Visual narration: Cinematic Projection in Alice Walker’s Possessing the Secret of Joy
Discovering appropriate strategies to communicate covert messages aesthetically constitutes one of the crucial concerns of the present day literary artist because the mounting complexities of life demand a technique capable of projecting the inner and outer hues of human existence adequately. The simple traditional method of narration has become ineffectual. This exigency has led to a search for evocative and visual and cinematic metaphors for a narrative strategy that would raise new meanings from the ashes of old presuppositions. Fortunately for the literary artists of today, the cinematic technique has extended the horizon for portraying the composite and heterogeneous feelings and experience of life visualised from various angles. The newly established system through expansion, repetition and compression unveils the simultaneity, contrast and equivalency of events. In fiction the difference between telling and showing had been felt by various writers. The significance of the ‘camera eye’ and ‘focus’ is enhanced and implemented by the modern literary artist.
Alice Walker in her different novels has employed the cinematic technique to project the integration and disintegration of individuals. One of the significant benefits of the technique is that it reveals and yet conceals facts as per the convenience of the expert writer\director. The complex means of interrogation and utterance in the novel also chart the subtle patterns for re-assessing the major ethical commitments founded on the drive to secure justice for women.
Alice Walker’s Possessing the Secret of Joy can be superficially labelled as a revenge novel, but it rises above the humdrum genre because of the permanent psychological and physical maiming f the female protagonist Tashi through the cruel ad debasing Afrcan ritual of ‘circumcision’ or ‘initiation’. The fabric of Tashi’s tragic tale is patterned by other motifs created by Adam her husband, Olivia her sister-in-law, Benny her retarded son Pierre. Adam’s other son from Lisette amd M’Lissa, the tsunga or the tribal midwife and a witch doctor. Varied integrated forces are specified through a fictional account that is visual. The novel consists of twenty chapters and each chapter presents the view-point of a single character expressed through a varying length of either five crisp lines or five long pages. The positioning and the movements of the camera pans the “thought picture” of a single character through his/her camera-eye to focus on a distinct field of vision that evokes specific emotional responses in the reader/viewer. Varied shots of the same event projected from the angle of either Tashi or Adam or Olivia, monitor the point of view of the reader. Repeated reference to Tashi’s crying by Tashi, Olivia and Adam and the village elders creates a multidimensional picture, meanderingly retold in the tradition of black folk culture. The repetition, commonly used in cinematic technique, not only reinforces the emotive significance of the incident but also transforms it into a metaphor. The linear narrative, disrupted by different speakers, varies the version either to communicate the feeling of a series of pictures or to fill up the blanks in the story and offer conceptual wholeness.
The narration in the novel is generally monologic, but divergent voices interrupt and re-inscribe the story through cinematic-cuts and transitions that are introduced in separate chapters and sections of the novel. Walker in Possessing seldom uses straight-cuts that propel the action smoothly in a linear direction to further the plot; her preference is either for cross-cuts that frame antithetical situations. The focus on the peaceful environment of Mizee’s home is specially shifted to the violent death of Dura, Tashi’s sister, which according to Tashi, was murder; Olinkans rejoice and welcome the missionaries but Tashi remains overwhelmed by sorrow. The strategy plays a significant role in stationing the reader at a vantage point and enabling him to witness the scene, similar to cinema viewing.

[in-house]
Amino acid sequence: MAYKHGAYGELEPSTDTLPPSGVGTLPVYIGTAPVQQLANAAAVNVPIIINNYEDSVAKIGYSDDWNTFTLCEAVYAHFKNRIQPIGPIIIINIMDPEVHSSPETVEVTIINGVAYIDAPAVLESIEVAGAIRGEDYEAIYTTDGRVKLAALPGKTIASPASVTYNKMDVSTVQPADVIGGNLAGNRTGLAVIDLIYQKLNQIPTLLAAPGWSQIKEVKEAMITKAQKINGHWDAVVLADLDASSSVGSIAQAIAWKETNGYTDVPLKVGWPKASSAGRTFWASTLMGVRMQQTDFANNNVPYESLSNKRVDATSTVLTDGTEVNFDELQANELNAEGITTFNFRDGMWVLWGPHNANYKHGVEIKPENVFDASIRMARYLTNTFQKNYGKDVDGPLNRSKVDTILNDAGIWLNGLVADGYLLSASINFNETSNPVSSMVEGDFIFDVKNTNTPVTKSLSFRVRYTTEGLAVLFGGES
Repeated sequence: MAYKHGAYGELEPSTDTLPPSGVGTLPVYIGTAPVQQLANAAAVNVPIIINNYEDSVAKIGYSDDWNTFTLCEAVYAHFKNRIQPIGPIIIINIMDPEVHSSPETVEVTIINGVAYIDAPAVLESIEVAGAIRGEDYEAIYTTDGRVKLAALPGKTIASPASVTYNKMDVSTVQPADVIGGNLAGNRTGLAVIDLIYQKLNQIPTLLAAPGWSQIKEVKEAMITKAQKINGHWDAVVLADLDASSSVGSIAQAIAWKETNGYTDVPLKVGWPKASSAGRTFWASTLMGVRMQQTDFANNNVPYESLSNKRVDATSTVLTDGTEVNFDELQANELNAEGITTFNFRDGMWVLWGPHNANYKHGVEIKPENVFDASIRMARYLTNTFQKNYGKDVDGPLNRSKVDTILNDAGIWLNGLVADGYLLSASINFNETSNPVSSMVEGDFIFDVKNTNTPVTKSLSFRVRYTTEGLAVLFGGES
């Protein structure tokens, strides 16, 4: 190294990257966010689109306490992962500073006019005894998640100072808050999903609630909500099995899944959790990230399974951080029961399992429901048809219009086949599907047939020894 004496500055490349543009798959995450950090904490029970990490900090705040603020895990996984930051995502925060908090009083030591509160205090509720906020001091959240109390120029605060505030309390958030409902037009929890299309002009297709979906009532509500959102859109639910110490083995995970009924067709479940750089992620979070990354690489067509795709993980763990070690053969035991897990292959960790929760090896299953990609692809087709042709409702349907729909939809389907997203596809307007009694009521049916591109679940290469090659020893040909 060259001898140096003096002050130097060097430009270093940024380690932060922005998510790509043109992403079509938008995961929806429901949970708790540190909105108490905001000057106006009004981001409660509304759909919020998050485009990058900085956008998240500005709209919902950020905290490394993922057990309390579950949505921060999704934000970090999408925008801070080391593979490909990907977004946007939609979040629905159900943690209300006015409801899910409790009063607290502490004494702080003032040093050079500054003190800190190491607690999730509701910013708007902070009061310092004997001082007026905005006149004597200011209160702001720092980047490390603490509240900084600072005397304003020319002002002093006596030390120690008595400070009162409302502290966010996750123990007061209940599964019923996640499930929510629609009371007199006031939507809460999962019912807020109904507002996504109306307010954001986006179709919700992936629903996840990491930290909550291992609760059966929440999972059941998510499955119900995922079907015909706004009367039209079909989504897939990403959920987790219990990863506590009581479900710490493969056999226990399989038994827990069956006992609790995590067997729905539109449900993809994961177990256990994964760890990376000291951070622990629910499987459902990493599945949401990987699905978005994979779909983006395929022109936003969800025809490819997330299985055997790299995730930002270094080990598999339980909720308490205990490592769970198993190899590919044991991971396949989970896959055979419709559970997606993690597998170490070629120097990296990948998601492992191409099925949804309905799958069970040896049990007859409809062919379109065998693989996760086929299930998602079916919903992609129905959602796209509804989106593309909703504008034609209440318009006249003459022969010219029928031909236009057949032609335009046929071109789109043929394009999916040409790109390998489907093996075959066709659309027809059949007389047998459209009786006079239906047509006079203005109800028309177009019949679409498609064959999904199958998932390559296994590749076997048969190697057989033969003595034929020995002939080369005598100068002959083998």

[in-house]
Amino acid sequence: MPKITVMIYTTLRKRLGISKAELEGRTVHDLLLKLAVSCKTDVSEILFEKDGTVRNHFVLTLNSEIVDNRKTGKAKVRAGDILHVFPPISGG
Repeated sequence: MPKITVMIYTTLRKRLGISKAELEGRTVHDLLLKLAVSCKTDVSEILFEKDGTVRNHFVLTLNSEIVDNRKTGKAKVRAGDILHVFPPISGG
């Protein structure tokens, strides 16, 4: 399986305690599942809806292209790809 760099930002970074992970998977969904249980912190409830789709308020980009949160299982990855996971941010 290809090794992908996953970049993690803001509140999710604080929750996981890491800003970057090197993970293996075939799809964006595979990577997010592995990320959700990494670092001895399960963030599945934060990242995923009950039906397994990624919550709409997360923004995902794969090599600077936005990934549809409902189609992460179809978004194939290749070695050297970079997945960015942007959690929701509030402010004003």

In movies, the opening scene is normally presented through the establishing shot, a long range view that allows the viewer a territorial framework in which they come to understand subsequent action. The first shot in Possessing focuses on the image of death. It is followed by a metaphorical framework that narrates the story of Baba and his co-wife Lala. Despised and ignored by her husband , Lala learns to love herself. Her self-confidence makes her beautiful; she regains her husband’s affection. This becomes the cause of conflict between Baba and his co-wife Lala. Unable to stand the friction, Lara happily dies by drowning herself. The triangle of love in the myth enables the reader to understand the subsequent action and the theme. In the novel, Tashi, Adam and Lissette from the three points of triangle M’Lissa, the evil factor is peripheral to the central theme and yet the extraneous evil vitiates Tashi’s life which in turn eclipses the happiness of every character closely connected with Tashi. Thus the story is about Tashi’s metaphorical death, metaphorical regeneration and physical death through the firing squad. She dies a martyr’s death. The initiatory myth establishes the dominant motif and it is not only the one that walker employs, but like Tony Morrison she creates many myths associated with love-making, circumcision, amking of a Tsunga and death of tsunga. Through the formation of myths, Walker relates and establishes new images of the inner and the outer world.
In this way,Walker through mirroring images that make ‘seeing’ possible. The community of readers re-discover the meaning of ‘possessing the secret of joy’ by looking into their own lives via Tashi’s. The cinematic representations in the novel translate abstract experiences into concrete and the narrated events into visible facts.